Reviews/Perth Festival/Theatre

‘Jali’ – a single voice captures shared journey

18 February 2022

JALI is a triumph of storytelling which, for Patrick Gunasekera, encapsulates the ebbs and flows of the migrant’s struggle to be heard and understood.

JALI, Oliver Twist ·
State Theatre Centre of WA, Studio Underground, 16 February 2022 ·

Director, writer and performer Oliver Twist opens his solo show, JALI, standing still in contemplation. His presence is immediately engaging. 

With focus and affection, he moves the audience effortlessly with him back to the fateful night he was conceived by his parents – a Hutu and Tutsi couple – on the eve of the 1994 Rwandan genocide.

Twist’s perspectives on his life and the people and places he’s shared it with unfold from here with an arrestingly tender certainty. He brings each scene to the stage beautifully as if reviving the pace, relationality and feeling of the first times he lived them. 

Twist may speak with a single voice, but not a singular narrative.

His writing is crisp and finely detailed; sometimes delivered warmly like poetry, and sometimes punctuated by the self-assured comedic bounce fostered through his stand-up comedy practice.

Twist takes us from dream-like sequences in Rwanda’s Lake Kivu, to the lurid monotony of Brisbane Airport after a testing 30-hour voyage, back to a petrifying shophouse interrogation from Malawi militia earlier in life, and many more stories.

His performance moves generously and dexterously in this nonlinear back-and-forth across time and place, mirroring his own emotional breadth and evolving personality.

A one-person play poses a commanding challenge for any professional performer. But Twist carries this whole show with minimal support onstage, and never once loses his audience’s attention — demonstrating this young actor’s depth, commitment and talent.

An image from Oliver Twist's show JALI, pictured a man stands looking up to the sky a red light engulfing him.
With the simple staging, all focus is on the performer. Photo: Tom Gilligan

JALI’s staging is a premier example of “simple but effective”. The black box Studio Underground is decked out with a plain raised stage, with large square areas subtly rising or submerging from its central level. With the show’s inventive and thoughtful blocking, the transition of each rich but fleeting scene lands carefully and perfectly.

The gentle but evocative backing tracks (Daniel Denholm) and proficiently placed LED light strips (Morgan Moroney, also credited for set design), effortlessly transport the audience through scenes from Twist’s life.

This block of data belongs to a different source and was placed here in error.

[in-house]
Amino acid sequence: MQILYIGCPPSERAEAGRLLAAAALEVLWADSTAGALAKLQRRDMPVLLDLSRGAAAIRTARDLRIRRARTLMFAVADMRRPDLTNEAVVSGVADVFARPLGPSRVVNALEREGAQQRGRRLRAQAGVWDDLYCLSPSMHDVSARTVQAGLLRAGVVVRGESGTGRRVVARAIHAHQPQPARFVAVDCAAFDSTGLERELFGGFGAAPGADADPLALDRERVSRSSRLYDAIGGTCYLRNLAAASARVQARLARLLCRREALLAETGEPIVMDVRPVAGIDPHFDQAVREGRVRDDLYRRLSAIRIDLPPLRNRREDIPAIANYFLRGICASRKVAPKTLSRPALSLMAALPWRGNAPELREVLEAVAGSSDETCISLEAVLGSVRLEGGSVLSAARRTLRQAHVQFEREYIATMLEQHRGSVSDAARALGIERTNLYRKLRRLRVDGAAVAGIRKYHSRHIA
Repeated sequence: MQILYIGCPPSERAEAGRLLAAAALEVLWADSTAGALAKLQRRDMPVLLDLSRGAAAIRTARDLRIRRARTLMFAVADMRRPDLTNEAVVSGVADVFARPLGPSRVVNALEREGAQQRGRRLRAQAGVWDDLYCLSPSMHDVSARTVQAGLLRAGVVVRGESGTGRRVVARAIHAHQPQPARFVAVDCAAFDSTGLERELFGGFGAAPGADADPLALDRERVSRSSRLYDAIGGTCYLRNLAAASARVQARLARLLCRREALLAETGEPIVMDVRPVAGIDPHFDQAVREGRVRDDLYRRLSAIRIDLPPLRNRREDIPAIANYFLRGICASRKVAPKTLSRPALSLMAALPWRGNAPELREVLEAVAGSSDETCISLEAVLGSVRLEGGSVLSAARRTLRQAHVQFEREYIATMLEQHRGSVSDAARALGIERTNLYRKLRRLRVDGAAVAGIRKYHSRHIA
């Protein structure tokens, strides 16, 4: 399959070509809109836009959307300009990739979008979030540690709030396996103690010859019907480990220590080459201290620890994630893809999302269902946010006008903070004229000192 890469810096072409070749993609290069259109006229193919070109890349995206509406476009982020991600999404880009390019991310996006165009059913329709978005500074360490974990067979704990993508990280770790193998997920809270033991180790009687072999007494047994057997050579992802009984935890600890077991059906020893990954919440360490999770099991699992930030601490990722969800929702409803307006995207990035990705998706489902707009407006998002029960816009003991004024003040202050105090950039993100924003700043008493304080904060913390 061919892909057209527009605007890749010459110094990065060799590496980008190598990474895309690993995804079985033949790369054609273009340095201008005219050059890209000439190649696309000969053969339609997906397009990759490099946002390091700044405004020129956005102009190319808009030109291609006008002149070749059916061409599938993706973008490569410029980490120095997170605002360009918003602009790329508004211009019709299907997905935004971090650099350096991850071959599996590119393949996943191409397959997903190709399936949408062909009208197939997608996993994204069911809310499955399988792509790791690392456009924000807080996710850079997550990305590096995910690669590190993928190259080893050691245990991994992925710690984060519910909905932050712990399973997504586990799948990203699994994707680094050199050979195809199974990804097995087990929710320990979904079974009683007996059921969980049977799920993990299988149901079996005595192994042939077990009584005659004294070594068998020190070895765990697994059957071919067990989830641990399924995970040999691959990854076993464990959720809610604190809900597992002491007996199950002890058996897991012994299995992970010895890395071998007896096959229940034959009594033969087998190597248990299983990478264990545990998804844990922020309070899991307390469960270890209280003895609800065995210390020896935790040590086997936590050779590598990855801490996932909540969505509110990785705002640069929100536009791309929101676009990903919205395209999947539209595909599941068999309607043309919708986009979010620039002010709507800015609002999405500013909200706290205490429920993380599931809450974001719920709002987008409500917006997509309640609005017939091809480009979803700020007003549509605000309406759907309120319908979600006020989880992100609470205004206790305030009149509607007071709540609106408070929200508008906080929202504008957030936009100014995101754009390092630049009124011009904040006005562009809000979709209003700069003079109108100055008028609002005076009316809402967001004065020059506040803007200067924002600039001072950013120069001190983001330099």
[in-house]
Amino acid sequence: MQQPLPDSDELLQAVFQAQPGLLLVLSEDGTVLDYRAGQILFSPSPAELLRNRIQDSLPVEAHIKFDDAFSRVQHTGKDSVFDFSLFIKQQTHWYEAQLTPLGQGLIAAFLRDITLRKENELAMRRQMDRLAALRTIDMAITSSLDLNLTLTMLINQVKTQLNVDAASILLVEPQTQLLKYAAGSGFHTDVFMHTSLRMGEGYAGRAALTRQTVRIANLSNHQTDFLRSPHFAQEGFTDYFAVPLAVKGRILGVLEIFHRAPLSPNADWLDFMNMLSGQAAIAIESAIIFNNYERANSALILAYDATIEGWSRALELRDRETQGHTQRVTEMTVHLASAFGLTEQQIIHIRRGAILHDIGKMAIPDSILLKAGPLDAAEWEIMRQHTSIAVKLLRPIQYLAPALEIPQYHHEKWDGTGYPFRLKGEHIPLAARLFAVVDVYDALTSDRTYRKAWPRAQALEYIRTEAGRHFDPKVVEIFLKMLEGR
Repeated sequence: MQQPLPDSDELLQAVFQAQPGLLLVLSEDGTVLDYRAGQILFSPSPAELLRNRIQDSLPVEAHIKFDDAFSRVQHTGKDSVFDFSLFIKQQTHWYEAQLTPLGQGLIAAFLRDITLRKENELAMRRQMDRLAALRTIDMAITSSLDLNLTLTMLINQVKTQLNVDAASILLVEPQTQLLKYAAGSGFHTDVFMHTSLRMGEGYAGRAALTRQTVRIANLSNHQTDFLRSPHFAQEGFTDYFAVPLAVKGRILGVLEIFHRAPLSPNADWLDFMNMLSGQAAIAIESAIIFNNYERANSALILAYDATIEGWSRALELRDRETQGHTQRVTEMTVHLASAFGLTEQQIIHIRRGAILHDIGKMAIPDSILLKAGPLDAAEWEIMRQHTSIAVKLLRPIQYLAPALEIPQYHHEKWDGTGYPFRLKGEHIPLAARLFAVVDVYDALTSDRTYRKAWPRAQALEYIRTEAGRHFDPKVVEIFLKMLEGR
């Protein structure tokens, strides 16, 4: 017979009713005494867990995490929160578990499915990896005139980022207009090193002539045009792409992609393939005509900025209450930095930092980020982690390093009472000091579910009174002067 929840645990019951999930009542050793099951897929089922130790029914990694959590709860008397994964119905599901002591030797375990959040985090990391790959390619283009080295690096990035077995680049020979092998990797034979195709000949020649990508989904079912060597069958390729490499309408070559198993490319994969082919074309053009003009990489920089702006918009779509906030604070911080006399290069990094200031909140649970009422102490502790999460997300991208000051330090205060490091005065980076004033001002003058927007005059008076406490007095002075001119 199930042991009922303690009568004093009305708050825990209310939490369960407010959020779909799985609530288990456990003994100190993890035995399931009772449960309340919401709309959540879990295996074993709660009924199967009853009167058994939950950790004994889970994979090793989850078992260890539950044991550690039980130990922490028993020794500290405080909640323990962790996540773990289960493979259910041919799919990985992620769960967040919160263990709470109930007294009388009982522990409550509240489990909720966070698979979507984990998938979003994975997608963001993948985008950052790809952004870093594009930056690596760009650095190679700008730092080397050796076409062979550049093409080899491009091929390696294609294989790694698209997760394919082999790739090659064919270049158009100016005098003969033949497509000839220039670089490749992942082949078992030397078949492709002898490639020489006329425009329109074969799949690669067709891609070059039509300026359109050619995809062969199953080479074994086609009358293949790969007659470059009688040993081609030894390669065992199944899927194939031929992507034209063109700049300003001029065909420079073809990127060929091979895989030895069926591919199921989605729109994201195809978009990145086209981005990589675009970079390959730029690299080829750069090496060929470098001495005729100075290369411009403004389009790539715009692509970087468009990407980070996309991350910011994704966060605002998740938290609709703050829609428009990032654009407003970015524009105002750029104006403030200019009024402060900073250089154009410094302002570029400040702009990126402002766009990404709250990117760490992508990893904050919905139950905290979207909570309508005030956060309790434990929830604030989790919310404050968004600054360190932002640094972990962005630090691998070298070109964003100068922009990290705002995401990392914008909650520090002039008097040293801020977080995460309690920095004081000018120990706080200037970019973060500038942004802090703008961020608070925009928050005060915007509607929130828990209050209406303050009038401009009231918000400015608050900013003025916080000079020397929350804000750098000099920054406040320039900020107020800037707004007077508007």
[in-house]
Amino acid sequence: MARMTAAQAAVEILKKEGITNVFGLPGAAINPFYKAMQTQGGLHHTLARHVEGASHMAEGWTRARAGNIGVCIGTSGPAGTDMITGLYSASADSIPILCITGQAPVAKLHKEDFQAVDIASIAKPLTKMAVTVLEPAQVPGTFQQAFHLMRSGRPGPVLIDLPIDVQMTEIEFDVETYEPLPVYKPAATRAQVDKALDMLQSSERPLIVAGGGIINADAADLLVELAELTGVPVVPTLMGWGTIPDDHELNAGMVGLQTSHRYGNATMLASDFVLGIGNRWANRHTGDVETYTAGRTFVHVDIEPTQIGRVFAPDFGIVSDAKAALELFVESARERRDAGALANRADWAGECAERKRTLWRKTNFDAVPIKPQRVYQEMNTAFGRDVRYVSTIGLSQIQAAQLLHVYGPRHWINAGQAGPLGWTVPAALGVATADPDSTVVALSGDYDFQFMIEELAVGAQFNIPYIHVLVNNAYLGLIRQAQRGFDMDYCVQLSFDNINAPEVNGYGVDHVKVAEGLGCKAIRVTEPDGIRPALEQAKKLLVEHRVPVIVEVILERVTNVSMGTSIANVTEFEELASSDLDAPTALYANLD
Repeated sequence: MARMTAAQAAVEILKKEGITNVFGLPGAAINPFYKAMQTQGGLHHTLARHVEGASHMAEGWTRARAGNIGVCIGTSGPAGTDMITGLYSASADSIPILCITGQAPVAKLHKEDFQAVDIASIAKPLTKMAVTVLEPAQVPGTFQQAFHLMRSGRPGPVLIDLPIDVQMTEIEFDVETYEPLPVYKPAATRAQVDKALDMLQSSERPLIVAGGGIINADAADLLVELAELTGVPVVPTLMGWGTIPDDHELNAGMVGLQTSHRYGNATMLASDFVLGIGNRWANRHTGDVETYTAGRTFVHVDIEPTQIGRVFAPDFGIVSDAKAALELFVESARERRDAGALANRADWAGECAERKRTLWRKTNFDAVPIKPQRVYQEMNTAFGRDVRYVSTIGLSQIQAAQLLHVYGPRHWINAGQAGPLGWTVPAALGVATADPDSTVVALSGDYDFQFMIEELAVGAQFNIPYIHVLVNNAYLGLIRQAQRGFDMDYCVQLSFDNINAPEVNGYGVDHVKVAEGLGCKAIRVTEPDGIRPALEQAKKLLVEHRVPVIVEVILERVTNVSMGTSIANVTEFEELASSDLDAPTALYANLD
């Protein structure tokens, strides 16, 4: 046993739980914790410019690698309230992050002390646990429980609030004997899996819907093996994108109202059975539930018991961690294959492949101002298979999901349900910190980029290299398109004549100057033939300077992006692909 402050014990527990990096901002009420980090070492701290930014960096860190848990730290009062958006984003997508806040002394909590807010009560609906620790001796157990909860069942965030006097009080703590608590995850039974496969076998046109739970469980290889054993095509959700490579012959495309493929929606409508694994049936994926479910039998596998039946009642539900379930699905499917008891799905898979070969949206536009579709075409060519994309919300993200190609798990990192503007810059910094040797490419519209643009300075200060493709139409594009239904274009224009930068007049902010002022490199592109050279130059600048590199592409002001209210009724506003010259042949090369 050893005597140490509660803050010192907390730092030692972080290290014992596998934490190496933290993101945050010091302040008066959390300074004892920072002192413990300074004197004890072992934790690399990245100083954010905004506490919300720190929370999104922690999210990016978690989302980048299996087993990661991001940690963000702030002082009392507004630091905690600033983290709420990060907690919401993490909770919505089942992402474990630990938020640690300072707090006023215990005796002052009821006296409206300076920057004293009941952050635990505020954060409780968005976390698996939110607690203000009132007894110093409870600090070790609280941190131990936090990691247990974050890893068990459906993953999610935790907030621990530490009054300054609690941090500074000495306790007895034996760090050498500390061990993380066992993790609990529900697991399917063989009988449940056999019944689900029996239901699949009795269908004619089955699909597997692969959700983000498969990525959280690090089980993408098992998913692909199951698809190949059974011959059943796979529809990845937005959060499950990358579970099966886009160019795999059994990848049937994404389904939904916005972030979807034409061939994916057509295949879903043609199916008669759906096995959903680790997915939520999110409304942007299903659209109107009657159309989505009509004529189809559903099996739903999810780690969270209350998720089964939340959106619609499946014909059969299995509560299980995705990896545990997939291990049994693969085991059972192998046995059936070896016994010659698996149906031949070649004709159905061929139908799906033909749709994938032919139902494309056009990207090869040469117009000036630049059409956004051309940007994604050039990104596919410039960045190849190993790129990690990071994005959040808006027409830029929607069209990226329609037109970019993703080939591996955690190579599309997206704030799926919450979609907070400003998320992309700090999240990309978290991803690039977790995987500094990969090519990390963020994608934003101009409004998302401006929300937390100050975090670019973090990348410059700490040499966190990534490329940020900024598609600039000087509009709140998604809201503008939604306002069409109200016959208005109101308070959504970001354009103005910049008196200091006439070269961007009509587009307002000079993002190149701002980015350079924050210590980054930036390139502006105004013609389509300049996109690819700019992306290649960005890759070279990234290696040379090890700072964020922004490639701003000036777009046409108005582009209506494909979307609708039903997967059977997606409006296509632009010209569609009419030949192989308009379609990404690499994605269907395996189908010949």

I attended opening night with my Mum, a Sinhala Sri Lankan migrant, and we resonated deeply with how JALI’s restless ebb and flow is grounded by Twist’s agency over his own thoughts and feelings. 

From our perspective, the dramaturgy truly captures the migrant’s inner life and the unending circle of questioning and becoming, growing and grieving, losing and laughing. It’s a major achievement to stage so genuinely this slippery, ever-evolving essence we dance with inconspicuously beneath the vague label of “migrant and refugee Australians”.

When a person of colour defines authenticity for ourselves, we offer a quiet and affirming solidarity to each other in a world that doesn’t always permit us to be contradictory or self-determining.

For me, there is a familiar strength, strategy and tension in Twist’s uncompromising return of the white gaze through many stories in JALI. His incisive reflections are delivered outwardly, but seem to be spoken from an internal dialogue. It’s made clear the honesty of this dialogue is yet to be reciprocated by white people — and no artist of colour says this without first deeply negotiating the personal risk in doing so.

Twist’s vulnerability in these subversive acts pulses with an intense resolve and complex self-care. Witnessing this exchange between a young Black performer and an overwhelmingly white audience, I struggle to separate my viewing of Twist’s work from my own place as a person of colour in the arts. 

How can we keep investing enormous energy into contemporary theatre, when this sector is so systemically alienating to us?

But Twist’s performance reminded me: for us, the main stage is a lifeline. It offers a direct and needed conversation with privilege we can’t lead in our everyday lives.

In a sector dominated by white perspectives, Twist did not make a show for the white gaze to consume.

Through an indispensable respect for his own voice, his presence in JALI is undeniably his own. And as the standing ovation on Wednesday night could attest, any audience can connect easily here with the space of strength Twist protects for himself.

JALI continues at the State Theatre Centre until 20 February 2022 and will tour Albany, Bunbury and Karratha until 19 March.

Pictured top: Oliver Twist presents an authentic black migrant voice. Photo by Tom Gilligan.

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Zal Kanga-Parabia

Author —
Patrick Gunasekera

Patrick Gunasekera is a queercrip Sinhala artist working across performance, visual media, and writing. After reading a poorly written review on a show about disability, he got into arts writing to critically engage with touchy topics that affect him personally. He loved the monkey-bars as a kid because he wanted strong arms. Photo by Zal Kanga-Parabia.

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